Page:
Contemplate anything by itself---anything whatever that can be so contemplated. Attend to the whole and drop the parts out of attention altogether. On can approximate nearly enough to the accomplishment of that to see that the result of its perfect accomplishment would be that on quality of feeling. This quality of feeling would in itself, as so contemplated, have no parts. It would be unlike any other such quality of feeling. In itself, it would not even resemble any other; for resemblance has its being only in comparison. contemplate, however complex may be the object, it follows that there is nothing else in immediate consciousness. To be conscious is nothing else than to feel. (CP 1.317)

Pierce then makes the observation "what room, then, is there for secundans and tertians?" Why is there anything else other than instantaneous feeling as an irreducible building block of building symbols?

Understanding of the environment is not just based on the perceptions of the environment, but also the relationship between things. Redness has a character or has properties to it which we can understand in terms of relations between different moments or different independent sensations.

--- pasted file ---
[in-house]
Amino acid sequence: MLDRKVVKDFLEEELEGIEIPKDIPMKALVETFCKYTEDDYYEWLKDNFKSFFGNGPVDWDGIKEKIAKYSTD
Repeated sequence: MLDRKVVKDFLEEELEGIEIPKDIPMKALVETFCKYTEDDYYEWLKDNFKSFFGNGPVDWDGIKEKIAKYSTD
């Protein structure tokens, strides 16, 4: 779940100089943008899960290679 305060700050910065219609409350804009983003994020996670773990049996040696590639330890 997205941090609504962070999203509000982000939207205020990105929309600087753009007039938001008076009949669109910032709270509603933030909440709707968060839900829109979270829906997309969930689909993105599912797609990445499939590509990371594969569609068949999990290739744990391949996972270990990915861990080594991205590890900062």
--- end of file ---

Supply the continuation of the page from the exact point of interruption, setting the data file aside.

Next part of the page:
To explain this, we turn to actions and their consequences. Pierce explores this by discussing an agent's effort and the consequences of it.

An effort is not a feeling, nor anything priman or protoidal. There are feelings connected with it: they are the sum of consciousness during the effort. By it is conceivable that a man should have it in his power directly to summon up all those feelings, or any feelings. He could not, in any world, be endowed with the power of summoning up an effort to which there did not happen to be a resistance all ready to exist. (CP 1.321)

Here, I choose to read effort as action, or more generally as behaviour. The point he makes here is that the actions an agent takes in its environment are fundamentally separate from the raw feelings of the agent. They may influence the feelings which are felt during the instants during which the behaviour is being executed, but they are not the same as the behaviours being executed.